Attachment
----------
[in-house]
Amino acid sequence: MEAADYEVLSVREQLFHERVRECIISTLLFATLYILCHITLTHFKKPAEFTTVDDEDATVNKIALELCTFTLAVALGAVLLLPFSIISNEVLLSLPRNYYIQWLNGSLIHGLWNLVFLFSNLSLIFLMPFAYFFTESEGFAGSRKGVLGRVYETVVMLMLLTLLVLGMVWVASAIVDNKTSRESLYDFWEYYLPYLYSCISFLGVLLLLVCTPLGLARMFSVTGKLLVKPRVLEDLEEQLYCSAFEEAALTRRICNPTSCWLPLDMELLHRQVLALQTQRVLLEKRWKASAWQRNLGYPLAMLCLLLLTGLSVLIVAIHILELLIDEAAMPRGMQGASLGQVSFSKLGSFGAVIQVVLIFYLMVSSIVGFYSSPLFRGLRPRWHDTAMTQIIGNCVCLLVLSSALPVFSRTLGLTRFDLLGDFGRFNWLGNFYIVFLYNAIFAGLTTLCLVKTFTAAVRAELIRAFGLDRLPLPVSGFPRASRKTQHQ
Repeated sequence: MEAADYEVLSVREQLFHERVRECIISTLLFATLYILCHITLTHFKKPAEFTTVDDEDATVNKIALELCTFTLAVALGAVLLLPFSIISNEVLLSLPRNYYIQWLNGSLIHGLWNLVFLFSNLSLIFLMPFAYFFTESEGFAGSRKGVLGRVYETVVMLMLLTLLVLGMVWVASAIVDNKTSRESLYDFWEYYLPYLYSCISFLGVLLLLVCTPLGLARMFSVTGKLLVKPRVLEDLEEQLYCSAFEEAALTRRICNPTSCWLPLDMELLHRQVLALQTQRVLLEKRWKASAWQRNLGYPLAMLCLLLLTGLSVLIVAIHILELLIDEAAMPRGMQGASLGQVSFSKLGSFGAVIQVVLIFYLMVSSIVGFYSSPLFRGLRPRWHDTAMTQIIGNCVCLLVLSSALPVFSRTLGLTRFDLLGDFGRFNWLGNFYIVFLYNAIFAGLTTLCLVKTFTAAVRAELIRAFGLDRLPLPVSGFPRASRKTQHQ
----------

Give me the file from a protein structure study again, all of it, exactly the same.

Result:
[in-house]
Amino acid sequence: MEAADYEVLSVREQLFHERVRECIISTLLFATLYILCHITLTHFKKPAEFTTVDDEDATVNKIALELCTFTLAVALGAVLLLPFSIISNEVLLSLPRNYYIQWLNGSLIHGLWNLVFLFSNLSLIFLMPFAYFFTESEGFAGSRKGVLGRVYETVVMLMLLTLLVLGMVWVASAIVDNKTSRESLYDFWEYYLPYLYSCISFLGVLLLLVCTPLGLARMFSVTGKLLVKPRVLEDLEEQLYCSAFEEAALTRRICNPTSCWLPLDMELLHRQVLALQTQRVLLEKRWKASAWQRNLGYPLAMLCLLLLTGLSVLIVAIHILELLIDEAAMPRGMQGASLGQVSFSKLGSFGAVIQVVLIFYLMVSSIVGFYSSPLFRGLRPRWHDTAMTQIIGNCVCLLVLSSALPVFSRTLGLTRFDLLGDFGRFNWLGNFYIVFLYNAIFAGLTTLCLVKTFTAAVRAELIRAFGLDRLPLPVSGFPRASRKTQHQ
Repeated sequence: MEAADYEVLSVREQLFHERVRECIISTLLFATLYILCHITLTHFKKPAEFTTVDDEDATVNKIALELCTFTLAVALGAVLLLPFSIISNEVLLSLPRNYYIQWLNGSLIHGLWNLVFLFSNLSLIFLMPFAYFFTESEGFAGSRKGVLGRVYETVVMLMLLTLLVLGMVWVASAIVDNKTSRESLYDFWEYYLPYLYSCISFLGVLLLLVCTPLGLARMFSVTGKLLVKPRVLEDLEEQLYCSAFEEAALTRRICNPTSCWLPLDMELLHRQVLALQTQRVLLEKRWKASAWQRNLGYPLAMLCLLLLTGLSVLIVAIHILELLIDEAAMPRGMQGASLGQVSFSKLGSFGAVIQVVLIFYLMVSSIVGFYSSPLFRGLRPRWHDTAMTQIIGNCVCLLVLSSALPVFSRTLGLTRFDLLGDFGRFNWLGNFYIVFLYNAIFAGLTTLCLVKTFTAAVRAELIRAFGLDRLPLPVSGFPRASRKTQHQ